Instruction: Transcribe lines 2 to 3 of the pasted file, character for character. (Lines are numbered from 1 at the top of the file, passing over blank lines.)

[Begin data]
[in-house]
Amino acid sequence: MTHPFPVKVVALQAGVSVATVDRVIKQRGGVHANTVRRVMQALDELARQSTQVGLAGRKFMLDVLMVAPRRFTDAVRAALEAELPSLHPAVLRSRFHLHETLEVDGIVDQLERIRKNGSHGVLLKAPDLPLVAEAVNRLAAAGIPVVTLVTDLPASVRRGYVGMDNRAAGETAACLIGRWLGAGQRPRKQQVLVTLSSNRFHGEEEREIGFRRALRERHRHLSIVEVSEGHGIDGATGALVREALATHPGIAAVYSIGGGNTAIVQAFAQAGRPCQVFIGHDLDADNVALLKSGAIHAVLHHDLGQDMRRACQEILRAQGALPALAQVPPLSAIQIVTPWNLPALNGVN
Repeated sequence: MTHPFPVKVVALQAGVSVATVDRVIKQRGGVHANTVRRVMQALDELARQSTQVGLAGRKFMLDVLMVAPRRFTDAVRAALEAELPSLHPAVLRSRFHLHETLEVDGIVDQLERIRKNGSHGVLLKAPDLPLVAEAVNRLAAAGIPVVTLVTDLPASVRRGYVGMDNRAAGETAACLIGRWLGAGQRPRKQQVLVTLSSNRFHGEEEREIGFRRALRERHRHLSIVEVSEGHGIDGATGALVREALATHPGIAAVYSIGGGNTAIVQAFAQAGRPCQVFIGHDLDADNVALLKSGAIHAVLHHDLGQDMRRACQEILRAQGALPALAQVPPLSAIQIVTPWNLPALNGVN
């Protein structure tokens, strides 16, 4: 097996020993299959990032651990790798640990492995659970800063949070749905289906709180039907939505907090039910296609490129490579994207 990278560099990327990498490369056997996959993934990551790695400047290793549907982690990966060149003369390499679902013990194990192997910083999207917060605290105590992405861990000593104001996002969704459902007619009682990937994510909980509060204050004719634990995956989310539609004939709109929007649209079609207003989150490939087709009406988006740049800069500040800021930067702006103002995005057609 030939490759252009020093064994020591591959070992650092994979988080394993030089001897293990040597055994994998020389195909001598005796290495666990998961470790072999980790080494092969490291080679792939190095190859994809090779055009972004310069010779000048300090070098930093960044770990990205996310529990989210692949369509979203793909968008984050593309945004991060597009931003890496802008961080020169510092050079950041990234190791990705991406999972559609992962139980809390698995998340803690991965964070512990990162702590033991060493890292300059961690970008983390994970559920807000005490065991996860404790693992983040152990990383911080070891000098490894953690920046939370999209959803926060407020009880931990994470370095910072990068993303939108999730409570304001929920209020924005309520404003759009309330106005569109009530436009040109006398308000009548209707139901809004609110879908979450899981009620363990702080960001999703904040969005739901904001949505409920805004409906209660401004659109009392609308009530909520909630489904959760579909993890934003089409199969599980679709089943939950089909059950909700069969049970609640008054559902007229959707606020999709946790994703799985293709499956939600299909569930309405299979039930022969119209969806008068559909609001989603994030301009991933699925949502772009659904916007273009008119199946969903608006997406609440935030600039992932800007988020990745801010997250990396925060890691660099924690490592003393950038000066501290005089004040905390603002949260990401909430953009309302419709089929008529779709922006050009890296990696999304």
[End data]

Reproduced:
Amino acid sequence: MTHPFPVKVVALQAGVSVATVDRVIKQRGGVHANTVRRVMQALDELARQSTQVGLAGRKFMLDVLMVAPRRFTDAVRAALEAELPSLHPAVLRSRFHLHETLEVDGIVDQLERIRKNGSHGVLLKAPDLPLVAEAVNRLAAAGIPVVTLVTDLPASVRRGYVGMDNRAAGETAACLIGRWLGAGQRPRKQQVLVTLSSNRFHGEEEREIGFRRALRERHRHLSIVEVSEGHGIDGATGALVREALATHPGIAAVYSIGGGNTAIVQAFAQAGRPCQVFIGHDLDADNVALLKSGAIHAVLHHDLGQDMRRACQEILRAQGALPALAQVPPLSAIQIVTPWNLPALNGVN
Repeated sequence: MTHPFPVKVVALQAGVSVATVDRVIKQRGGVHANTVRRVMQALDELARQSTQVGLAGRKFMLDVLMVAPRRFTDAVRAALEAELPSLHPAVLRSRFHLHETLEVDGIVDQLERIRKNGSHGVLLKAPDLPLVAEAVNRLAAAGIPVVTLVTDLPASVRRGYVGMDNRAAGETAACLIGRWLGAGQRPRKQQVLVTLSSNRFHGEEEREIGFRRALRERHRHLSIVEVSEGHGIDGATGALVREALATHPGIAAVYSIGGGNTAIVQAFAQAGRPCQVFIGHDLDADNVALLKSGAIHAVLHHDLGQDMRRACQEILRAQGALPALAQVPPLSAIQIVTPWNLPALNGVN